The U.S. Supreme Court in Duren v. Missouri, 439 U.S. 357, 99 S. Ct. 664, 58 L. Ed. 2d 579 (1979), set forth what a defendant must prove in order to show a prima facie violation of his sixth amendment right to a jury pool representing a fair cross section of the community.

In order to establish a prima facie violation of the fair-cross-section requirement, the defendant must show (1) that the group alleged to be excluded is a "distinctive" group in the community; (2) that the representation of this group in venires from which juries are selected is not fair and reasonable in relation to the number of such persons in the community; and (3) that this underrepresentation is due to systematic exclusion of the group in the jury-selection process.

Id. at 364, 99 S. Ct. at 668.

To show the group is distinct the defendant must show that (1) the group is limited by some factor, such as race or age, (2) the group has a basic similarity in attitudes, ideas, or experience, and (3) there is a community of interest among members of the group requiring representation in the jury selection process. Willis v. Zant, 720 F.2d 1212 (11th Cir.1983).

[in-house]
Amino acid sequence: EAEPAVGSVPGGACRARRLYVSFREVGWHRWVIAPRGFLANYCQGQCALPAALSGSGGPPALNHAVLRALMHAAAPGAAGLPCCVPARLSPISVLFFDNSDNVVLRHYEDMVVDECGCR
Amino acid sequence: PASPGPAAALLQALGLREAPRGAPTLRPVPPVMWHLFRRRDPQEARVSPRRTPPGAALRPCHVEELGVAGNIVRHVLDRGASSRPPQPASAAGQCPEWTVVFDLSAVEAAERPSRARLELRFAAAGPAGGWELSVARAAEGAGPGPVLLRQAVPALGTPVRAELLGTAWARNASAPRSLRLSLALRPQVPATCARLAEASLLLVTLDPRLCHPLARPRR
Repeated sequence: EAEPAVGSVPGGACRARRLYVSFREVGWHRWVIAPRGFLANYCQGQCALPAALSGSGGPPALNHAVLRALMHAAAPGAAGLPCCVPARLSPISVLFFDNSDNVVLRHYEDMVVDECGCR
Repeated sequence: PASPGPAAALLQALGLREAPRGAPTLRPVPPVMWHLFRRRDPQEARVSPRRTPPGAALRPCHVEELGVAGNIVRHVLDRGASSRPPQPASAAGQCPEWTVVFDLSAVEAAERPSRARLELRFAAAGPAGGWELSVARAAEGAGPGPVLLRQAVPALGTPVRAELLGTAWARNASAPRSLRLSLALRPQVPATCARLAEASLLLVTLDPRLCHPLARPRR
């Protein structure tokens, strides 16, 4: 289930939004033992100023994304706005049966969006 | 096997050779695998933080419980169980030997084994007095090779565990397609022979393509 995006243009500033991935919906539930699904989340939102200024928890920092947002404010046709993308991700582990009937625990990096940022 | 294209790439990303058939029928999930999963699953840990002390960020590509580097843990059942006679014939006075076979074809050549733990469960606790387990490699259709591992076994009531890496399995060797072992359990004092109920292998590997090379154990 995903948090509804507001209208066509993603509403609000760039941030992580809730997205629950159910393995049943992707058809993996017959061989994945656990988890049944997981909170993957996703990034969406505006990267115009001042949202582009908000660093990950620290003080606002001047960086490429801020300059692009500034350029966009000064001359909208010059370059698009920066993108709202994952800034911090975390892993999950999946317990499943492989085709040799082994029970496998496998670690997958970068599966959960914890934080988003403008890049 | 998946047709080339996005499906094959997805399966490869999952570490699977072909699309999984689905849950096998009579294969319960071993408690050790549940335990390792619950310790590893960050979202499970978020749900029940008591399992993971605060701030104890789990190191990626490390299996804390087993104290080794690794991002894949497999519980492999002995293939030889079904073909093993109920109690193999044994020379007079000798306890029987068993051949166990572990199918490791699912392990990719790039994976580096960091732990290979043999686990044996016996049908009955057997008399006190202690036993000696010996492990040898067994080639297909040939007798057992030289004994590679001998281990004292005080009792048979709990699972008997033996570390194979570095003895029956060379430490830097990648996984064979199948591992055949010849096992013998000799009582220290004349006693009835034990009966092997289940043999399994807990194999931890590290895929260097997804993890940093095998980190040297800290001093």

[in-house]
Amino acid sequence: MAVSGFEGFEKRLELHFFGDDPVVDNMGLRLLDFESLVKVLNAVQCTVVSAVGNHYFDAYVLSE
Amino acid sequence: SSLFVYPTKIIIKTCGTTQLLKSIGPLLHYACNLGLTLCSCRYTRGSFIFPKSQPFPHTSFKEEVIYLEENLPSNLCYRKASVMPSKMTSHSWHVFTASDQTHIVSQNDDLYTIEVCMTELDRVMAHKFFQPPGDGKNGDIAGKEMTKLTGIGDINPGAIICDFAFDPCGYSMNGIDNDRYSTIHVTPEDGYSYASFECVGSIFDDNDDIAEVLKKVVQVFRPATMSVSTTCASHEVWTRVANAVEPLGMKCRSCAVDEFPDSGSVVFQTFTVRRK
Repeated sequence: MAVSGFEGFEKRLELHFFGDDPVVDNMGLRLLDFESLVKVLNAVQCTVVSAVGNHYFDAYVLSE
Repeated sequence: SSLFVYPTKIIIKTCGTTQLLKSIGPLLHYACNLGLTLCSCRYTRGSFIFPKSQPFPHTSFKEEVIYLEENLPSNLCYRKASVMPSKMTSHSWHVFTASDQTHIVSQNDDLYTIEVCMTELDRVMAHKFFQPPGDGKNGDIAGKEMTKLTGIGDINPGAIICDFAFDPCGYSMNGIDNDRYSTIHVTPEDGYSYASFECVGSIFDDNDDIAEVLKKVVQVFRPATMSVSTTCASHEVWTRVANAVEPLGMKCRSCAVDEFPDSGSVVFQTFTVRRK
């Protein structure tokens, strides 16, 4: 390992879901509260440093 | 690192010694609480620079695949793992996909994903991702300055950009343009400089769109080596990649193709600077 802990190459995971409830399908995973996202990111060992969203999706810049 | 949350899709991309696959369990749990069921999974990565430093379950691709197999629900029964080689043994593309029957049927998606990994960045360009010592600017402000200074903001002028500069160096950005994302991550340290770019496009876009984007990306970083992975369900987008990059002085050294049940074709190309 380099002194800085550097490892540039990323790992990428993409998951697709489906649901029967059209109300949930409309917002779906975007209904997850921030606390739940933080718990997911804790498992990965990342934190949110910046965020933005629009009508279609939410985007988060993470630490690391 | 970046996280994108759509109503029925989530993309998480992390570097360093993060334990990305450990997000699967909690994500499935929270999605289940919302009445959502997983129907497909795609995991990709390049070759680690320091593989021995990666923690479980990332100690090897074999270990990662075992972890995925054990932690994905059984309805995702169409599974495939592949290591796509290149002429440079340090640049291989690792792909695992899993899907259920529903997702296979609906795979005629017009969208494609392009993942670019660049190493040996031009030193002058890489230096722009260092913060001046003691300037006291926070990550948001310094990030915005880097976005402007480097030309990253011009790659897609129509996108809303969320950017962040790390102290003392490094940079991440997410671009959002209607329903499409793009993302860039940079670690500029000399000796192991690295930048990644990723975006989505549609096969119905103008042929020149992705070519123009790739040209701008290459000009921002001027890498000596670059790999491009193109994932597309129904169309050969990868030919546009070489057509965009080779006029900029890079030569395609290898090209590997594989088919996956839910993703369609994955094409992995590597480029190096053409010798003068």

Here, the defendant failed to show any similarity between the members of the group in question other than age. Even the defendant's expert witnesses testified that within this age group there can be wide differences in attitudes, income, and interests. Age by itself is insufficient to establish a group as distinctive. "[T]here is no cognizable `magic' about a group whose sole identifiable characteristic is that each member is in the age range of 18-34." United States v. Potter, 552 F.2d 901, 905 (9th Cir.1977); United States v. Ross, 468 F.2d 1213 (9th Cir.1972), cert. denied 410 U.S. 989, 93 S. Ct. 1500, 36 L. Ed. 2d 188 (1973).

Secondly, there was insufficient proof to establish that this group was not fairly represented in the jury venires. The defendant relied solely on the results of the 1980 census for his contention that 49 percent of the eligible jury population in Lancaster County was between 19 and 34.

A U.S. census report does not provide an accurate accounting of the number of residents in a given county. See, State v. Davis, 66 Neb. 333, 92 N.W. 740 (1902); Gordon v. Lowry, 116 Neb. 359, 217 N.W. 610 (1928). The testimony established that, basically, census packets are mailed to where people are living at the time, without close scrutiny as to whether an individual might be counted at another location. Tracking university students is particularly difficult, since a student may be counted in group housing on campus and also at his parents' residence.